WASHINGTON – A 2012 Princeton graduate hopes to add a burst of youth to Congress. She has launched a campaign to represent Delaware County and other parts of the Philadelphia suburbs.
Lindy Li, who grew up in Malvern and now has a home in Radnor, is running for the Democratic nomination in Pennsylvania’s seventh district, which also sprawls through Montgomery, Chester, Berks and Lancaster counties.
Li, 24, said she is “ready to unleash the power of my generation.”
WASHINGTON – A federal program that tries to help police survive violent confrontations would be renamed for slain Philadelphia officer Robert Wilson III under a bill that passed the House Wednesday.
The Department of Justice’s VALOR initiative would be renamed for Wilson, who was shot and killed March 5 when two men tried to rob a GameStop where the 30-year-old officer was buying a video game for his son. The idea came from Philadelphia Rep. Chaka Fattah (D., Pa.), who attached the plan as an amendment to an appropriations bill for commerce, justice and science programs.
“Officer Wilson dedicated his career to protecting Philadelphians; he was a true hero who sacrificed his own life in the line of duty while performing in the job he loved,” Fattah said in a news release. “Now, his legacy will live on through this national program.”
WASHINGTON – Mayor Nutter expressed confidence Thursday in federal investigators examining what caused the deadly Amtrak derailment in Philadelphia, but he said full answers could take a year.
“Generally, for major incidents, and I think this certainly qualifies, their investigations on average usually take about a year,” Nutter said, referring to the National Transportation Safety Board, which is investigating what caused the May 12 crash. “But they are very very thorough, very detail oriented.”
He expressed “tremendous confidence” in the board’s chairman, Christopher Hart, adding, “they’ll get to the bottom of it.”
WASHINGTON – Sen. Pat Toomey (R., Pa.) sided with Republican defense hawks Tuesday in voting against a bill that would curtail the federal government’s collection of American phone records, taking a stand in a fight that created sharp divisions in his party.
Toomey’s vote came after days of debate between Republicans who worried that domestic spying was an invasion of privacy and wanted reform and those who wanted to preserve the program unchanged, fearing that new restrictions would hamper counterterrorism investigations. The dispute led to delays that caused the temporary expiration of legal authority for some counterterrorism programs.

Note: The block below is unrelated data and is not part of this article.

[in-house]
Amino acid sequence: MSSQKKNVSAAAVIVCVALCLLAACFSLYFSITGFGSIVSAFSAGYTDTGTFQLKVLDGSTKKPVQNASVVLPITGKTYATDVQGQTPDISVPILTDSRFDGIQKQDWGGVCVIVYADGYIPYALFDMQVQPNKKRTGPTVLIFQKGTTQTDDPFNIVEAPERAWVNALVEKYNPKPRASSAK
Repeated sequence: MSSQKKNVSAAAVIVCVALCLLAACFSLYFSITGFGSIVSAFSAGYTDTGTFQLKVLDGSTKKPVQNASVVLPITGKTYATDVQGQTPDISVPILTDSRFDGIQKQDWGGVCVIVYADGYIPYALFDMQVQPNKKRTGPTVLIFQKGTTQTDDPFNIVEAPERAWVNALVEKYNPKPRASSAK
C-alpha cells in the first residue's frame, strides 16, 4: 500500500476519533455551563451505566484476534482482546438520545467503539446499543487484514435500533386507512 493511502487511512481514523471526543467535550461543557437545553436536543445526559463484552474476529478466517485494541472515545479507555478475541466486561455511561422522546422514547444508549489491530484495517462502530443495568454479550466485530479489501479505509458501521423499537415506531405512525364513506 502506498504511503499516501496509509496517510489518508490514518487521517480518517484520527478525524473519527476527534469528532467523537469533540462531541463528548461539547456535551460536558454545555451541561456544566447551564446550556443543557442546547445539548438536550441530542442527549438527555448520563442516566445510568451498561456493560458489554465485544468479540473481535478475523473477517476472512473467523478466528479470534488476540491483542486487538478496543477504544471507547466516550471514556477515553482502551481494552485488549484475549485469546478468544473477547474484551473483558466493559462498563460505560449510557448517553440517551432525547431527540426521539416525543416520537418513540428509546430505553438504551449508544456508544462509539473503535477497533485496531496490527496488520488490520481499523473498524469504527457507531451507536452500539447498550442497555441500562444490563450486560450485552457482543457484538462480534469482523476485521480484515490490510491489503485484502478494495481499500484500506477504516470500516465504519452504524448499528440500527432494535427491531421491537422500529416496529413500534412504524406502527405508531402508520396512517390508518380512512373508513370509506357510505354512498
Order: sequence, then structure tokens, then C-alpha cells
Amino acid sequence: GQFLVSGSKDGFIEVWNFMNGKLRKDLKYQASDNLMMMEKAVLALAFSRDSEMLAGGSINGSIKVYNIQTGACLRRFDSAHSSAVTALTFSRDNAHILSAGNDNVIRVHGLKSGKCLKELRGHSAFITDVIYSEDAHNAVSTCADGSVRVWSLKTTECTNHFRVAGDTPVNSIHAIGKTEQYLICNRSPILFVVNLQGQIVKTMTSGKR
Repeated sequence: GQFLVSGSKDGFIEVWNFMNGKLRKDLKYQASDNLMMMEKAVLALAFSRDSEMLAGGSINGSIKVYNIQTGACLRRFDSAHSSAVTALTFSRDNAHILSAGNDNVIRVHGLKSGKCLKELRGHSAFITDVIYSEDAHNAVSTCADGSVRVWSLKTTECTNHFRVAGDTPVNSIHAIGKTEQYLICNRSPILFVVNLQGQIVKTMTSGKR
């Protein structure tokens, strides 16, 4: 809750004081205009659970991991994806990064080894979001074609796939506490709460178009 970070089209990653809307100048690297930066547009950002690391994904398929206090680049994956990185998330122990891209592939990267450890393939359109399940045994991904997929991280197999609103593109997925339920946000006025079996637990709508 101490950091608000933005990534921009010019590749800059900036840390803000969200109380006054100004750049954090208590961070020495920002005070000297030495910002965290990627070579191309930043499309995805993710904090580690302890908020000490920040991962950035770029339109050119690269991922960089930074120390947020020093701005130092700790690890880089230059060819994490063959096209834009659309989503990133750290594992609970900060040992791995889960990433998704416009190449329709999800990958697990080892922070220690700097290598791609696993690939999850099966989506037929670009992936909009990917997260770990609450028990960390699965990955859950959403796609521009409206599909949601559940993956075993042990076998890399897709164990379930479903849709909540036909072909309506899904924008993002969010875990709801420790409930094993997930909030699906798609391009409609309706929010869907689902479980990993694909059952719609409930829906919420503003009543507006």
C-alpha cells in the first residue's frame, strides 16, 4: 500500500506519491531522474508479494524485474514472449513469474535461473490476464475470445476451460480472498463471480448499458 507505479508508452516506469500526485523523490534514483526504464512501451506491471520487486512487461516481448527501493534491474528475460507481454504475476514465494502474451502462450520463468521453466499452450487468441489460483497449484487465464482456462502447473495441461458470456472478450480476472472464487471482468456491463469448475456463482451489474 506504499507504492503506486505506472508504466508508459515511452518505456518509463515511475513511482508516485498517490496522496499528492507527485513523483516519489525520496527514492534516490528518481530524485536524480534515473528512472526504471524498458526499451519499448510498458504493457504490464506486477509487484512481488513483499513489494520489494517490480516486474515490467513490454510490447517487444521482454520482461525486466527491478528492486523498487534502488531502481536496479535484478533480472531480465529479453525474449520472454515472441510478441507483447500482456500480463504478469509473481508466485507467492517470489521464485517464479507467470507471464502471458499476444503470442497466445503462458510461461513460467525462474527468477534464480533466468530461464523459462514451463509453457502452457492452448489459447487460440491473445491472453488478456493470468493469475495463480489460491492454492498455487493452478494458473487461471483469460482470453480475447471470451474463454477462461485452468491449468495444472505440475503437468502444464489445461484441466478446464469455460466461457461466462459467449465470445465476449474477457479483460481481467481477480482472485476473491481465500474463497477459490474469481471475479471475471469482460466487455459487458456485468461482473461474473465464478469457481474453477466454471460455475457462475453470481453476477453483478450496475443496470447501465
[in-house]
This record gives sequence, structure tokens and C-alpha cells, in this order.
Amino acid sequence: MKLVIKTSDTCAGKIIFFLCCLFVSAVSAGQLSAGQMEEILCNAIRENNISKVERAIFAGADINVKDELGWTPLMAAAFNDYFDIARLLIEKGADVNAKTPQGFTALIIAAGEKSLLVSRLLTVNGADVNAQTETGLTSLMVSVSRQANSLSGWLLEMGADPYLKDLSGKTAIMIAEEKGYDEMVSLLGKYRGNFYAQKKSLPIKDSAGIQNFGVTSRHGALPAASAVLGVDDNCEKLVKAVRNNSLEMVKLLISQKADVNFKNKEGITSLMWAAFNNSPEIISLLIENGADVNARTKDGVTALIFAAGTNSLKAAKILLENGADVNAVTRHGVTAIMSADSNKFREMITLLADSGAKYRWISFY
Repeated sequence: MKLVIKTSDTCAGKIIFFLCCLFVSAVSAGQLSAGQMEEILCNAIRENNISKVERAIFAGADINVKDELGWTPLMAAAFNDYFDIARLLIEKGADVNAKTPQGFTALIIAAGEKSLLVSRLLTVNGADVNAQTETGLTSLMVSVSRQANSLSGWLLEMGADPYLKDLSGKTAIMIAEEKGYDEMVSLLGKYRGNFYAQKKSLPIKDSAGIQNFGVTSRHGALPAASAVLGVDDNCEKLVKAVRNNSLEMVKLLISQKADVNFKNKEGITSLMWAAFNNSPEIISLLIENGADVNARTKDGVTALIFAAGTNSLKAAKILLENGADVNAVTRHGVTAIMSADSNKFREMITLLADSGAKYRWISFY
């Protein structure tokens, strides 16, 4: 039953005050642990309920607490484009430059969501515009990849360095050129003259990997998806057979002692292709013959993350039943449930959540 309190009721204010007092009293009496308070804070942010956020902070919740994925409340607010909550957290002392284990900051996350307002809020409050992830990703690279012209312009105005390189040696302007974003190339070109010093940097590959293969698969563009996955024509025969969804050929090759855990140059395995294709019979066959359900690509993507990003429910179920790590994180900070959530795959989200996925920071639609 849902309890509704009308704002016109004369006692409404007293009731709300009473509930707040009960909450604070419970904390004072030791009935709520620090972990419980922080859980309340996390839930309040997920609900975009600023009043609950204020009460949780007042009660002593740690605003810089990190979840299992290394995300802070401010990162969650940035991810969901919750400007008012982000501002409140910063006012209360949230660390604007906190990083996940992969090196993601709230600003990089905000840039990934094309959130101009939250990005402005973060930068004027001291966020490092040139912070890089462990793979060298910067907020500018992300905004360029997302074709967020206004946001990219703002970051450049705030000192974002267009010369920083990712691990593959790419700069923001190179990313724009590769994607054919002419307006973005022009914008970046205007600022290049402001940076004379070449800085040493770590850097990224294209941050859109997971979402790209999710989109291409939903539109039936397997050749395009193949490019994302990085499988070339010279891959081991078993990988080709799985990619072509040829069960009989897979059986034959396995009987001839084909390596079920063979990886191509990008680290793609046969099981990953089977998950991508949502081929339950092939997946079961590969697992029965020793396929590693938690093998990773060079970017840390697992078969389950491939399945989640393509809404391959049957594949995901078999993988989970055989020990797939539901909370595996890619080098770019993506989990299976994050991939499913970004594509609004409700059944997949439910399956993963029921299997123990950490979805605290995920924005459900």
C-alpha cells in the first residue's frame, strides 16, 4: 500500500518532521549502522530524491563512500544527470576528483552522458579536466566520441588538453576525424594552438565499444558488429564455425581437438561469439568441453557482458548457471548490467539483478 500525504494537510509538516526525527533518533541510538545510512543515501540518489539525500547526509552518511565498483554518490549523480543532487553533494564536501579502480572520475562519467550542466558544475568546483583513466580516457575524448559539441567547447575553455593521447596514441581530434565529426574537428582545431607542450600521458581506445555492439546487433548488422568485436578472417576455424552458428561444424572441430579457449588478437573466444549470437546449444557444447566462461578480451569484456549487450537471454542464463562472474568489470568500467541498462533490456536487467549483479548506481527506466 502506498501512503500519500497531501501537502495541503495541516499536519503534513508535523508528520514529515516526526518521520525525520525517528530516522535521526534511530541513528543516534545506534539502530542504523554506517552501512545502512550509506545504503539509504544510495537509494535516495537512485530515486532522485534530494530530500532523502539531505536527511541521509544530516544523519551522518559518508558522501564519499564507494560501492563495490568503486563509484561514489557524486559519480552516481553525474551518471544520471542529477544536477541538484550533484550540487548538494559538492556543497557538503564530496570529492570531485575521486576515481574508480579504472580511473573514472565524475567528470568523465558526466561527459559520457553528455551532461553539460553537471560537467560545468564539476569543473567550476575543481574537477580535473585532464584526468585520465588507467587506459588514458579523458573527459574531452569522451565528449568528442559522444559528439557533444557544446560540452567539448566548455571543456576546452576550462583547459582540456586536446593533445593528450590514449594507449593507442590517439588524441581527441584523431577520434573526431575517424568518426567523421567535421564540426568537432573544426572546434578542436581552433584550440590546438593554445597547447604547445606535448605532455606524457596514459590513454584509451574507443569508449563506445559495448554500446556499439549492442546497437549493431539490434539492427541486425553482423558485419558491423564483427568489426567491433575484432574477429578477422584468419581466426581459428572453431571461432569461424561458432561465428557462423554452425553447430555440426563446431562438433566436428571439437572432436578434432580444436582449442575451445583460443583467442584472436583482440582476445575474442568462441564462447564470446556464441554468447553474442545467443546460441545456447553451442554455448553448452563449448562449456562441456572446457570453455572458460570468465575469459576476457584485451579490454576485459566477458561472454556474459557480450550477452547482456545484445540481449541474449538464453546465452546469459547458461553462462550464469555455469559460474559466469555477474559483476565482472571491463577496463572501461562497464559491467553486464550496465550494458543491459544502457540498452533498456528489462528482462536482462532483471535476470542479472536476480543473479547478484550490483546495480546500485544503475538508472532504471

The bill, the USA Freedom Act, would renew most of that authority but end the government’s bulk collection of Americans’ phone data. Toomey joined Senate Majority Leader Mitch McConnell (R., Ky.) in saying that changing the phone program would weaken safeguards against terrorism -- and against Sen. Rand Paul (R., Ky.), who called for even tougher reform.
WASHINGTON – Sen. Pat Toomey (R., Pa.) has given his approval to advance a Philadelphia judge's nomination to the third circuit U.S. court of appeals, clearing one potential obstacle for a nominee that critics argued was being stalled over politics.
Toomey has submitted his so-called “blue slip” to the Senate Judiciary Committee, giving his blessing to holding a hearing on the nomination Luis Felipe Restrepo, now a federal district court judge in the Eastern District of Pennsylvania. A spokeswoman for the senator confirmed the move.
By tradition, the committee will not hold a confirmation hearing until it receives blessings - in the form of the signed slips - from a nominee's home-state senators. Sen. Bob Casey (D., Pa.) turned in his in November, shortly after Restrepo was nominated to fill an emergency vacancy.
WASHINGTON – The long-running battle over Amtrak funding took on an acidic tone Thursday, sparked by the train derailment in Philadelphia.
Two Democratic senators blasted Republicans for proposing Amtrak budget cuts, saying more investment could have ensured that a critical electronic safety system was in place to prevent the crash.
“Again and again and again we see the consequences of a failure to invest,” said Sen. Richard Blumenthal (D., Conn.). “The approach to infrastructure in this country, all too commonly, has been patch and pray.”
WASHINGTON – U.S. Rep. Bob Brady (D., Pa.) plans to call for an audit of rail lines to see which ones have put in place a federally mandated safety system, and which do not, he said Wednesday night.
Rail lines are supposed to have the system, Positive Train Control, in place by the end of this year, but only three out of 50 covered systems are close to complying, Brady said. The federal requirement was put in place in 2008.
“We gave them 7 years,” the Philadelphia Congressman said. “If that was done, this train accident would not have happened.”
WASHINGTON – Philadelphia Rep. Chaka Fattah (D., Pa.) proposed a $1.3 billion boost to Amtrak funding Wednesday, roughly 13 hours after the train derailment in his home city, but was blocked by Republicans who raised concerns about increased spending.
The debate in a House Appropriations Committee meeting came as Democrats – acknowledging they don’t know the cause of the incident Tuesday night – warned that a lack of investment in infrastructure prevents critical maintenance and could lead to more accidents. The committee was considering a GOP spending bill that would cut Amtrak funding by around $200 million.
“We should have some concern about the safety of our citizens, those who have elected us,” Fattah said in a morning hearing on a spending bill covering transportation, housing and other areas. While officials don’t know what caused the accident, “we do know if we don’t invest in the capital infrastructure of our country, there will be future accidents.”